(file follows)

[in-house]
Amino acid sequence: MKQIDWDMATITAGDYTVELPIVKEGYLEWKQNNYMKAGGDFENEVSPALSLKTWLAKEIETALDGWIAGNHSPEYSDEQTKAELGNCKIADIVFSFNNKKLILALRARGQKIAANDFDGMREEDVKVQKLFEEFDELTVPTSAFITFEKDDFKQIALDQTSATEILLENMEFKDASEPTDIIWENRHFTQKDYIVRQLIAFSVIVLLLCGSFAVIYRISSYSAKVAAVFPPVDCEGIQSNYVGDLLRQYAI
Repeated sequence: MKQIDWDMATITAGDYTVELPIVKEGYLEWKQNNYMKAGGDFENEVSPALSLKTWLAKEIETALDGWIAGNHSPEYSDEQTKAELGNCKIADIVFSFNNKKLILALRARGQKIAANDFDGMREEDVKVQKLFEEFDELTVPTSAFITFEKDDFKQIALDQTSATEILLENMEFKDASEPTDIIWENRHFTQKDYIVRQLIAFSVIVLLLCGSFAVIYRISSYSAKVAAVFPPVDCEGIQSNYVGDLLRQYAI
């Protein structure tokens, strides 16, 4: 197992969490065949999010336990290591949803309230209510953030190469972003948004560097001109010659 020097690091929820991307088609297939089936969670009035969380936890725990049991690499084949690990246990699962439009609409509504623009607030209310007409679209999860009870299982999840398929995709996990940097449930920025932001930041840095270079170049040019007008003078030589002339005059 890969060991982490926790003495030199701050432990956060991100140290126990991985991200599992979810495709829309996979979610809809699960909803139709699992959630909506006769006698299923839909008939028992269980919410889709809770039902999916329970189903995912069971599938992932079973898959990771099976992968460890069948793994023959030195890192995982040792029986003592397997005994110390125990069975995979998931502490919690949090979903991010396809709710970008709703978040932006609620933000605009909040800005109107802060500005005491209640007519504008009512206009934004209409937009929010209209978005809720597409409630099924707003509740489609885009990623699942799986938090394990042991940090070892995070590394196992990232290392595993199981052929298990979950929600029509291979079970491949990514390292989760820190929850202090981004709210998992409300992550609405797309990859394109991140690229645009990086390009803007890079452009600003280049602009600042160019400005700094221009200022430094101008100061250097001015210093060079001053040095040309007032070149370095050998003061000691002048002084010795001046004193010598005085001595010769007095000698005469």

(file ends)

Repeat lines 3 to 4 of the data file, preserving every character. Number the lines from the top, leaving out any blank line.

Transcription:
Repeated sequence: MKQIDWDMATITAGDYTVELPIVKEGYLEWKQNNYMKAGGDFENEVSPALSLKTWLAKEIETALDGWIAGNHSPEYSDEQTKAELGNCKIADIVFSFNNKKLILALRARGQKIAANDFDGMREEDVKVQKLFEEFDELTVPTSAFITFEKDDFKQIALDQTSATEILLENMEFKDASEPTDIIWENRHFTQKDYIVRQLIAFSVIVLLLCGSFAVIYRISSYSAKVAAVFPPVDCEGIQSNYVGDLLRQYAI
């Protein structure tokens, strides 16, 4: 197992969490065949999010336990290591949803309230209510953030190469972003948004560097001109010659 020097690091929820991307088609297939089936969670009035969380936890725990049991690499084949690990246990699962439009609409509504623009607030209310007409679209999860009870299982999840398929995709996990940097449930920025932001930041840095270079170049040019007008003078030589002339005059 890969060991982490926790003495030199701050432990956060991100140290126990991985991200599992979810495709829309996979979610809809699960909803139709699992959630909506006769006698299923839909008939028992269980919410889709809770039902999916329970189903995912069971599938992932079973898959990771099976992968460890069948793994023959030195890192995982040792029986003592397997005994110390125990069975995979998931502490919690949090979903991010396809709710970008709703978040932006609620933000605009909040800005109107802060500005005491209640007519504008009512206009934004209409937009929010209209978005809720597409409630099924707003509740489609885009990623699942799986938090394990042991940090070892995070590394196992990232290392595993199981052929298990979950929600029509291979079970491949990514390292989760820190929850202090981004709210998992409300992550609405797309990859394109991140690229645009990086390009803007890079452009600003280049602009600042160019400005700094221009200022430094101008100061250097001015210093060079001053040095040309007032070149370095050998003061000691002048002084010795001046004193010598005085001595010769007095000698005469």